In 1993, Ashtead launched a new subsidiary, Ashtead Technology, based in Aberdeen, Scotland. Ashtead Technology continued the parent company's equipment rental business, with a specialized focus on the market for testing, inspection, analysis, and other equipment needed for the offshore oil and gas platforms near the Scottish coast. The Aberdeen location soon began providing equipment for the oil exploration industries in West Africa and South America as well. In the mid-1990s, Ashtead Technology opened a second branch office in Singapore, serving the oil and gas industry in Southeast Asia. Later in the decade, Ashtead Technology launched a third profit centre, this time in the heart of the oil industry in the United States, in Houston, Texas. By the late 1990s, Ashtead Technology had captured the world-leading position in its market. Despite its growth, Ashtead Technology remained the smallest part of the Ashtead Group, posting revenues of £9.3 million in 1999.
Ashtead Group's largest growth came through its core equipment rentals businesses. The company's growth was particularly strong in the United Kingdom, which saw more and more industries turning to equipment rentals for their machine tools and equipment needs. By the mid-1990s, Ashtead, through its A-Plant subsidiary, had succeeded in capturing some 13 percent of the total U.K. equipment rental market. By 1994, the company posted sales of £43.8 million, from more than 70 branch locations. Just two years later, the number of Ashtead locations had swelled to 164, providing nearly £96 million in revenues.
The company, which had grown in part through acquisition, in part through the establishment of greenfield sites, switched its acquisition drive into higher gear. Raising more than £67 million in fresh capital through a two-for-one rights issue, Ashtead went on a buying spree. In 1996, the company acquired Leada Acrow, adding that company's 19 locations across the United Kingdom and Ireland. Purchasing an additional five branches in Ireland in October 1996, A-Plant took the leading position for the Irish plant hire market. That same year, Ashtead purchased McLean Rentals, doubling its Sunbelt subsidiary's size and extending its reach from Maryland to Florida. With more than 24 profit centres, Sunbelt had built its share of the highly fragmented and largely undeveloped U.S. rentals market to one percent.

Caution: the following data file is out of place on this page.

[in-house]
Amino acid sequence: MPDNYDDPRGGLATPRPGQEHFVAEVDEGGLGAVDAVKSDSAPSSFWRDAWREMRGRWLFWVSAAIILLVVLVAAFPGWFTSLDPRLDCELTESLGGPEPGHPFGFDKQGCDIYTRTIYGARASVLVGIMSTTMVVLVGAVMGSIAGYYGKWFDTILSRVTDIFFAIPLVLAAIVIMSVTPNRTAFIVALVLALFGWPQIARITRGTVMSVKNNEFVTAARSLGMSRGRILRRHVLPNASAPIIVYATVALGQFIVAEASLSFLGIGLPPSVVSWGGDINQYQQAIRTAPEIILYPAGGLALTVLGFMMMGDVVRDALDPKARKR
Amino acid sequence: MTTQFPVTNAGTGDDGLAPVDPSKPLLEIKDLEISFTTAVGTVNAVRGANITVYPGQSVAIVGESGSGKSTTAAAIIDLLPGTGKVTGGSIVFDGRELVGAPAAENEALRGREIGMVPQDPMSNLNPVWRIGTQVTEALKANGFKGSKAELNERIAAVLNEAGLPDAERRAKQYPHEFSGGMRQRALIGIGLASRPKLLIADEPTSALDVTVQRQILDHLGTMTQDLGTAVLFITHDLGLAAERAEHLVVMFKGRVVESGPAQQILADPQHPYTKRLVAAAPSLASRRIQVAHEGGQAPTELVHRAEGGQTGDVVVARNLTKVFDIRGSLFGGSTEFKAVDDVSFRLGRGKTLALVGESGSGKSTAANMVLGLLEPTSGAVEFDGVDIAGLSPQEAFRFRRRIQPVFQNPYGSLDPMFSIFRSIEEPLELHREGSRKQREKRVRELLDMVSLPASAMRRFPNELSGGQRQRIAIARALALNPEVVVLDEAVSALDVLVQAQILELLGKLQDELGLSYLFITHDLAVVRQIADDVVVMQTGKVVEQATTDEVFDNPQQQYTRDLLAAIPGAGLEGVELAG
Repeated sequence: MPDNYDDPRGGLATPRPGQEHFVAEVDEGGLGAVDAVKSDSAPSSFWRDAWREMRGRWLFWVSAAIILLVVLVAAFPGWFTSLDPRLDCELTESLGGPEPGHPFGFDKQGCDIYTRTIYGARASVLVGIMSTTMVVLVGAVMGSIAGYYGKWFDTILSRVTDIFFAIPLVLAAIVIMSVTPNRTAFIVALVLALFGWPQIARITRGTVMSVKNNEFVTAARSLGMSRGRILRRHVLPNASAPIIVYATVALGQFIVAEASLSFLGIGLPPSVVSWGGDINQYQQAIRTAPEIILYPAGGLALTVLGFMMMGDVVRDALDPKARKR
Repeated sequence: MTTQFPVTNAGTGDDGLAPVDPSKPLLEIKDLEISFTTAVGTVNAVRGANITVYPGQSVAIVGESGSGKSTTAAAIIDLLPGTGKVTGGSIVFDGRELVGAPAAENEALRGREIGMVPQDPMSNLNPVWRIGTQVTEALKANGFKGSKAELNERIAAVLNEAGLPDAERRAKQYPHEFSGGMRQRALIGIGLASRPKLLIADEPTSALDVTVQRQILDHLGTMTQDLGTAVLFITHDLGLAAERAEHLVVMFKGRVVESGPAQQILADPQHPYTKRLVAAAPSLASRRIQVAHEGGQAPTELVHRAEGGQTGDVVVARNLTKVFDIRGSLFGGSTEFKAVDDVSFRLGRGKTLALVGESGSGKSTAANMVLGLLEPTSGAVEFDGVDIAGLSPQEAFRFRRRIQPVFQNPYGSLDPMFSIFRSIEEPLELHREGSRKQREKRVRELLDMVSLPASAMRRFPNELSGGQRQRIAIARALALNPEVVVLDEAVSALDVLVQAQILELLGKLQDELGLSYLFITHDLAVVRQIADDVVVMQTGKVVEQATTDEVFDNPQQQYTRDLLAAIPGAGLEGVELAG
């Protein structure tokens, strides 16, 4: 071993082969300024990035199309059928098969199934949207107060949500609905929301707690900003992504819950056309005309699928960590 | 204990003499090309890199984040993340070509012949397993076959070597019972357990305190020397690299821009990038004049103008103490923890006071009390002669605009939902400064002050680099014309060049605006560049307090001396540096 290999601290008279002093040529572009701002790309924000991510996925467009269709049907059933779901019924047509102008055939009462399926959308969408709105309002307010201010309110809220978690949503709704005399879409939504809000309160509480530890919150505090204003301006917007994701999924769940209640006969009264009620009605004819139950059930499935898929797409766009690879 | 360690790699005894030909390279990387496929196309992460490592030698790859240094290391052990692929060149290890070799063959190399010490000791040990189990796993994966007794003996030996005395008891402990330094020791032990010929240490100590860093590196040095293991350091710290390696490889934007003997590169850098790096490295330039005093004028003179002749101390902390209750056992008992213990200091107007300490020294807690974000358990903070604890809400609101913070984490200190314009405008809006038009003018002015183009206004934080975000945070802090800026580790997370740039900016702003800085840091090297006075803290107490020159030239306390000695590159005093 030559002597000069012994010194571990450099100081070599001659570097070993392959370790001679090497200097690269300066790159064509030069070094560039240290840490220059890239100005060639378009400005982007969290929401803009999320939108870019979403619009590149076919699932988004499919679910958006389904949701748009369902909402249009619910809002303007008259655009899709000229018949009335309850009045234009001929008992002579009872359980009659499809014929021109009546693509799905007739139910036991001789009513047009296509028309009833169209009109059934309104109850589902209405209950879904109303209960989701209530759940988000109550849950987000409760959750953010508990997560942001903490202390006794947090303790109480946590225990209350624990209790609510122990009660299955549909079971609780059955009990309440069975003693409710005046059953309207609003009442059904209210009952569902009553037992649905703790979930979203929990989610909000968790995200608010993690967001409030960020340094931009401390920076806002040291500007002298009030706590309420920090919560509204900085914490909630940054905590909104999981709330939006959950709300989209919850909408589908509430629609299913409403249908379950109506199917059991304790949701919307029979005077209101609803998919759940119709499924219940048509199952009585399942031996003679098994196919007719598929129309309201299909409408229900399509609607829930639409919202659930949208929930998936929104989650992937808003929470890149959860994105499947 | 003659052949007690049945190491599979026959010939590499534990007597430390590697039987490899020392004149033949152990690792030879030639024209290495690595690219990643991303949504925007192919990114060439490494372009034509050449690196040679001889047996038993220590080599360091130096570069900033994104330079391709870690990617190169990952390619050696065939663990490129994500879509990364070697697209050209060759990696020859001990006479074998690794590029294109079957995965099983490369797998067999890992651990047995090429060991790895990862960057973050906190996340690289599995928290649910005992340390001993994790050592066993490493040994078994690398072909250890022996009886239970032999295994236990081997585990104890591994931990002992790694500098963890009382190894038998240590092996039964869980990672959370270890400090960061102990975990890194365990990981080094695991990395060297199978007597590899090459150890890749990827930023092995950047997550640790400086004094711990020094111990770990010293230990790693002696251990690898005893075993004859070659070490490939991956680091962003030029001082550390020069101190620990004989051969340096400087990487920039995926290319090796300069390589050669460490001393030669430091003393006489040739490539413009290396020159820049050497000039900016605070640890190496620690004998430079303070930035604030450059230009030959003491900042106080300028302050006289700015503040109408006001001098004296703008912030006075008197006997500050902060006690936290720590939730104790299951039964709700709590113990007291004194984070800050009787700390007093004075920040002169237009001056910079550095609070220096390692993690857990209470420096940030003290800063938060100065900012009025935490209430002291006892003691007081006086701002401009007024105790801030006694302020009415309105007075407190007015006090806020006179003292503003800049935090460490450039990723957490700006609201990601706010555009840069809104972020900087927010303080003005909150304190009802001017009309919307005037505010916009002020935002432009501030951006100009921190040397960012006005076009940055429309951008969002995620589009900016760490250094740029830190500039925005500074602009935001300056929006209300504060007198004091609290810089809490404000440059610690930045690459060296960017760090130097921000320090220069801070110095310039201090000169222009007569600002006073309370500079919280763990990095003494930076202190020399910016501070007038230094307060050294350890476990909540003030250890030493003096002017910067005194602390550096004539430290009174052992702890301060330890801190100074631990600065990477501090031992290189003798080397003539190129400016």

Further growth in the United States, however, was to come primarily through the establishment of greenfield locations, as Lewis and Burnett judged the prices of potential acquisitions to be too high. Nonetheless, with rental prices tending to be higher overseas, Ashtead looked to the United States as a primary growth market. By the mid-1990s, the company's U.S. business had grown to more than one-third of its total sales.
Back home, Ashtead continued to consolidate its leadership position. As many of its competitors faltered, Ashtead's early diversification moves gave it the flexibility to absorb the difficulties of the U.K. construction industry, just starting to come out of its long slump by mid-decade. By then, however, Ashtead had successfully reduced its construction industry contracts to just 40 percent of sales.
Ashtead's good health enabled it to snatch up some of its competitors. In August 1997, Ashtead paid £39 million to acquire one of its chief rivals, Sheriff Holdings, adding 48 branches to boost its total number of profit centers in the United Kingdom to 204. By the following year, the company's location list had grown to 275 locations worldwide.